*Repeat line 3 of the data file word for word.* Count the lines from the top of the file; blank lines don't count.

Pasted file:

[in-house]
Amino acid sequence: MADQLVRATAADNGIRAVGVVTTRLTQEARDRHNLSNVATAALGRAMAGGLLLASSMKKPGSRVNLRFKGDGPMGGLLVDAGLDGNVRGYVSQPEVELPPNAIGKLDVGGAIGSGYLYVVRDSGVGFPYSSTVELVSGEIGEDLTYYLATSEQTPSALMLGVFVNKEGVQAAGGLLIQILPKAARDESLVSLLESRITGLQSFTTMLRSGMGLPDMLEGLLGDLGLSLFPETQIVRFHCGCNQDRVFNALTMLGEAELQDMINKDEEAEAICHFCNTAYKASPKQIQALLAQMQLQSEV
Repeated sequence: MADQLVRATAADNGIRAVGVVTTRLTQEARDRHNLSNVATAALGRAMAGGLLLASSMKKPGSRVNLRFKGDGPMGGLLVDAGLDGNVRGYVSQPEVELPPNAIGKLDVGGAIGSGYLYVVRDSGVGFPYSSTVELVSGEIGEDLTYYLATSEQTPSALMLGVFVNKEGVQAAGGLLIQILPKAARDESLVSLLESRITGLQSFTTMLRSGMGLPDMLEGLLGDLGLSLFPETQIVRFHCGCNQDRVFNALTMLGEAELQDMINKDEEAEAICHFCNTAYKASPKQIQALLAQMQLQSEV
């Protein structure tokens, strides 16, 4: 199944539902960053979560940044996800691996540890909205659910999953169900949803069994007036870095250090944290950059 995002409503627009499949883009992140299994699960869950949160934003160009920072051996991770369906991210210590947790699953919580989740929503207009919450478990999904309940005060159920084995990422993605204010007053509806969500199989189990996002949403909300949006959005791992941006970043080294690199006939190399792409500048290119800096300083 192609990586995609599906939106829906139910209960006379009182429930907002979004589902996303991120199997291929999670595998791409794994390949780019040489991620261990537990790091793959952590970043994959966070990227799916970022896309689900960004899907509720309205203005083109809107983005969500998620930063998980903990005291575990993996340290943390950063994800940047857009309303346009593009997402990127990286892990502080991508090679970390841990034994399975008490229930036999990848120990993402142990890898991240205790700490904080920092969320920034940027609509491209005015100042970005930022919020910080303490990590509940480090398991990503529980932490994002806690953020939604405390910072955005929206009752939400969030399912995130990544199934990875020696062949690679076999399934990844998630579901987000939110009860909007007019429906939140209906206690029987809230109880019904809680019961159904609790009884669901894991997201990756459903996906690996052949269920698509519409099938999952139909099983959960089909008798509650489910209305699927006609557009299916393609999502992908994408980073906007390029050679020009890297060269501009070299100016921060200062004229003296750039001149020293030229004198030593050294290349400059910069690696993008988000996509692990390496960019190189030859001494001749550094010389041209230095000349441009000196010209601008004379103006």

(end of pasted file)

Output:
Repeated sequence: MADQLVRATAADNGIRAVGVVTTRLTQEARDRHNLSNVATAALGRAMAGGLLLASSMKKPGSRVNLRFKGDGPMGGLLVDAGLDGNVRGYVSQPEVELPPNAIGKLDVGGAIGSGYLYVVRDSGVGFPYSSTVELVSGEIGEDLTYYLATSEQTPSALMLGVFVNKEGVQAAGGLLIQILPKAARDESLVSLLESRITGLQSFTTMLRSGMGLPDMLEGLLGDLGLSLFPETQIVRFHCGCNQDRVFNALTMLGEAELQDMINKDEEAEAICHFCNTAYKASPKQIQALLAQMQLQSEV